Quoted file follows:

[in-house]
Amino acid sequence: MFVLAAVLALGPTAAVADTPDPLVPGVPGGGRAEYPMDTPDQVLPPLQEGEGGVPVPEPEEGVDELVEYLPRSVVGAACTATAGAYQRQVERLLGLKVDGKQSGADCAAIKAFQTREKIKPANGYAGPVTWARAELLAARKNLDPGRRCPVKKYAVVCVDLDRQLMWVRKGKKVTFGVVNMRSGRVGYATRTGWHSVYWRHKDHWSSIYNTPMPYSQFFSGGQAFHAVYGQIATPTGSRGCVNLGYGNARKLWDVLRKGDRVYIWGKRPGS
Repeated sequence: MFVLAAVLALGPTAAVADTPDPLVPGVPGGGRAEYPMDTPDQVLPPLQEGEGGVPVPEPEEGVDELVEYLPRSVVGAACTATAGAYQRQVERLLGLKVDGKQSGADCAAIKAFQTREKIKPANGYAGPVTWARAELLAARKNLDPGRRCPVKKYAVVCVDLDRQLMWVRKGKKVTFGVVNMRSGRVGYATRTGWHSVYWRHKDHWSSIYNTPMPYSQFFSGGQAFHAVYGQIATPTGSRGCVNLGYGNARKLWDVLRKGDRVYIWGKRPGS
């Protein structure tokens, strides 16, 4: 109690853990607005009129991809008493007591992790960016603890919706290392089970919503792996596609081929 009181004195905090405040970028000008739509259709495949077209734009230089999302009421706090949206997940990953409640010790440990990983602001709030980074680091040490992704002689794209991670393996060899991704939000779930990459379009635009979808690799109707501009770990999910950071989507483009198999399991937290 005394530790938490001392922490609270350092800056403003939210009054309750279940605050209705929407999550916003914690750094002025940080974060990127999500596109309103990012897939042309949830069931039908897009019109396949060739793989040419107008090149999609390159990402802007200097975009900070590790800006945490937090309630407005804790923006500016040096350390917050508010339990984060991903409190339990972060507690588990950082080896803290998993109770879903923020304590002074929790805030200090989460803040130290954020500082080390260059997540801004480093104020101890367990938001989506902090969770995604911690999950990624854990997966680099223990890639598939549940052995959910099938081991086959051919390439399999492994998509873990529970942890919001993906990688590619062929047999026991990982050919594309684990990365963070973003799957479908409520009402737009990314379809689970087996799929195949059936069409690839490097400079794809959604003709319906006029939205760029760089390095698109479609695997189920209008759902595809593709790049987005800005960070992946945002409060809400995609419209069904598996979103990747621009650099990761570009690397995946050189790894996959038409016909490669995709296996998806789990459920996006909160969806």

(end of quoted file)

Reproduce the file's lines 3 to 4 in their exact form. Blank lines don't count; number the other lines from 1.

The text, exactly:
Repeated sequence: MFVLAAVLALGPTAAVADTPDPLVPGVPGGGRAEYPMDTPDQVLPPLQEGEGGVPVPEPEEGVDELVEYLPRSVVGAACTATAGAYQRQVERLLGLKVDGKQSGADCAAIKAFQTREKIKPANGYAGPVTWARAELLAARKNLDPGRRCPVKKYAVVCVDLDRQLMWVRKGKKVTFGVVNMRSGRVGYATRTGWHSVYWRHKDHWSSIYNTPMPYSQFFSGGQAFHAVYGQIATPTGSRGCVNLGYGNARKLWDVLRKGDRVYIWGKRPGS
């Protein structure tokens, strides 16, 4: 109690853990607005009129991809008493007591992790960016603890919706290392089970919503792996596609081929 009181004195905090405040970028000008739509259709495949077209734009230089999302009421706090949206997940990953409640010790440990990983602001709030980074680091040490992704002689794209991670393996060899991704939000779930990459379009635009979808690799109707501009770990999910950071989507483009198999399991937290 005394530790938490001392922490609270350092800056403003939210009054309750279940605050209705929407999550916003914690750094002025940080974060990127999500596109309103990012897939042309949830069931039908897009019109396949060739793989040419107008090149999609390159990402802007200097975009900070590790800006945490937090309630407005804790923006500016040096350390917050508010339990984060991903409190339990972060507690588990950082080896803290998993109770879903923020304590002074929790805030200090989460803040130290954020500082080390260059997540801004480093104020101890367990938001989506902090969770995604911690999950990624854990997966680099223990890639598939549940052995959910099938081991086959051919390439399999492994998509873990529970942890919001993906990688590619062929047999026991990982050919594309684990990365963070973003799957479908409520009402737009990314379809689970087996799929195949059936069409690839490097400079794809959604003709319906006029939205760029760089390095698109479609695997189920209008759902595809593709790049987005800005960070992946945002409060809400995609419209069904598996979103990747621009650099990761570009690397995946050189790894996959038409016909490669995709296996998806789990459920996006909160969806």